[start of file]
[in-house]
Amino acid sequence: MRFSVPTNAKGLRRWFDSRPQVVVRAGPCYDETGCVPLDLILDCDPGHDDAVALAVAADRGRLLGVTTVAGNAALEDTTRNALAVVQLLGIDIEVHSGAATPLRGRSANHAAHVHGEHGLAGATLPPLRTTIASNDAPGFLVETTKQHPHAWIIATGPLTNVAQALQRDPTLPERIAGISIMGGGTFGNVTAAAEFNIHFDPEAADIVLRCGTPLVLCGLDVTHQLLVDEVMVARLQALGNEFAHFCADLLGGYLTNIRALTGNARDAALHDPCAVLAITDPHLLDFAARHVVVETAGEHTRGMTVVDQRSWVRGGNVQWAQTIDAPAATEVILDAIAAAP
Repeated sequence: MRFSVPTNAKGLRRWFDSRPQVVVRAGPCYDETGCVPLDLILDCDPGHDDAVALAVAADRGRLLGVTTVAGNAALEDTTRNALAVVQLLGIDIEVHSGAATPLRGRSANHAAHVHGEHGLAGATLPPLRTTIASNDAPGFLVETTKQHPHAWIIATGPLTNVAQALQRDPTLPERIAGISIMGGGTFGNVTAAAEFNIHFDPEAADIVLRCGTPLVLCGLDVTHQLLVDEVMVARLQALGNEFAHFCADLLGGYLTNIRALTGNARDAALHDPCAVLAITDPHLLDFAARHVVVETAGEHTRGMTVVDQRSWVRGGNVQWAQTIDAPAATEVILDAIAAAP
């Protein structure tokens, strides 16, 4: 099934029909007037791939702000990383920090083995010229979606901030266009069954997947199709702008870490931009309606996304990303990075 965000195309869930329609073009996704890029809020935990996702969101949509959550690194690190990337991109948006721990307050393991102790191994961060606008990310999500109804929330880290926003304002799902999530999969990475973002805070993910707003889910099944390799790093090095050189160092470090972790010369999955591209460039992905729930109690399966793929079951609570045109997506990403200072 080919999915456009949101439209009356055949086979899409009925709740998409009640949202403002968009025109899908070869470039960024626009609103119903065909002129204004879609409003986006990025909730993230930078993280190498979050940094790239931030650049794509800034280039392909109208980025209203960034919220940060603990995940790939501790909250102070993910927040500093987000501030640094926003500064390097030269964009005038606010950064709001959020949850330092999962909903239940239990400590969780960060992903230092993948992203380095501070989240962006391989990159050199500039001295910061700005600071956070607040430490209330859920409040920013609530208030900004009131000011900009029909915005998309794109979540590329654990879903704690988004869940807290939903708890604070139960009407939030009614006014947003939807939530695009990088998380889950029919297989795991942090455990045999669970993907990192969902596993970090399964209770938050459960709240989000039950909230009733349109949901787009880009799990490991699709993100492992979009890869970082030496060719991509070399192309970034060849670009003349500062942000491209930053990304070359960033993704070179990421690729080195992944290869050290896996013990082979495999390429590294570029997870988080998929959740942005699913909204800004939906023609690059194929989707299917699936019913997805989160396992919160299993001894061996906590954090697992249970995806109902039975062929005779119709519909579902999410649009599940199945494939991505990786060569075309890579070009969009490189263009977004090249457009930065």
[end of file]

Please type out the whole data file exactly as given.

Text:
[in-house]
Amino acid sequence: MRFSVPTNAKGLRRWFDSRPQVVVRAGPCYDETGCVPLDLILDCDPGHDDAVALAVAADRGRLLGVTTVAGNAALEDTTRNALAVVQLLGIDIEVHSGAATPLRGRSANHAAHVHGEHGLAGATLPPLRTTIASNDAPGFLVETTKQHPHAWIIATGPLTNVAQALQRDPTLPERIAGISIMGGGTFGNVTAAAEFNIHFDPEAADIVLRCGTPLVLCGLDVTHQLLVDEVMVARLQALGNEFAHFCADLLGGYLTNIRALTGNARDAALHDPCAVLAITDPHLLDFAARHVVVETAGEHTRGMTVVDQRSWVRGGNVQWAQTIDAPAATEVILDAIAAAP
Repeated sequence: MRFSVPTNAKGLRRWFDSRPQVVVRAGPCYDETGCVPLDLILDCDPGHDDAVALAVAADRGRLLGVTTVAGNAALEDTTRNALAVVQLLGIDIEVHSGAATPLRGRSANHAAHVHGEHGLAGATLPPLRTTIASNDAPGFLVETTKQHPHAWIIATGPLTNVAQALQRDPTLPERIAGISIMGGGTFGNVTAAAEFNIHFDPEAADIVLRCGTPLVLCGLDVTHQLLVDEVMVARLQALGNEFAHFCADLLGGYLTNIRALTGNARDAALHDPCAVLAITDPHLLDFAARHVVVETAGEHTRGMTVVDQRSWVRGGNVQWAQTIDAPAATEVILDAIAAAP
């Protein structure tokens, strides 16, 4: 099934029909007037791939702000990383920090083995010229979606901030266009069954997947199709702008870490931009309606996304990303990075 965000195309869930329609073009996704890029809020935990996702969101949509959550690194690190990337991109948006721990307050393991102790191994961060606008990310999500109804929330880290926003304002799902999530999969990475973002805070993910707003889910099944390799790093090095050189160092470090972790010369999955591209460039992905729930109690399966793929079951609570045109997506990403200072 080919999915456009949101439209009356055949086979899409009925709740998409009640949202403002968009025109899908070869470039960024626009609103119903065909002129204004879609409003986006990025909730993230930078993280190498979050940094790239931030650049794509800034280039392909109208980025209203960034919220940060603990995940790939501790909250102070993910927040500093987000501030640094926003500064390097030269964009005038606010950064709001959020949850330092999962909903239940239990400590969780960060992903230092993948992203380095501070989240962006391989990159050199500039001295910061700005600071956070607040430490209330859920409040920013609530208030900004009131000011900009029909915005998309794109979540590329654990879903704690988004869940807290939903708890604070139960009407939030009614006014947003939807939530695009990088998380889950029919297989795991942090455990045999669970993907990192969902596993970090399964209770938050459960709240989000039950909230009733349109949901787009880009799990490991699709993100492992979009890869970082030496060719991509070399192309970034060849670009003349500062942000491209930053990304070359960033993704070179990421690729080195992944290869050290896996013990082979495999390429590294570029997870988080998929959740942005699913909204800004939906023609690059194929989707299917699936019913997805989160396992919160299993001894061996906590954090697992249970995806109902039975062929005779119709519909579902999410649009599940199945494939991505990786060569075309890579070009969009490189263009977004090249457009930065």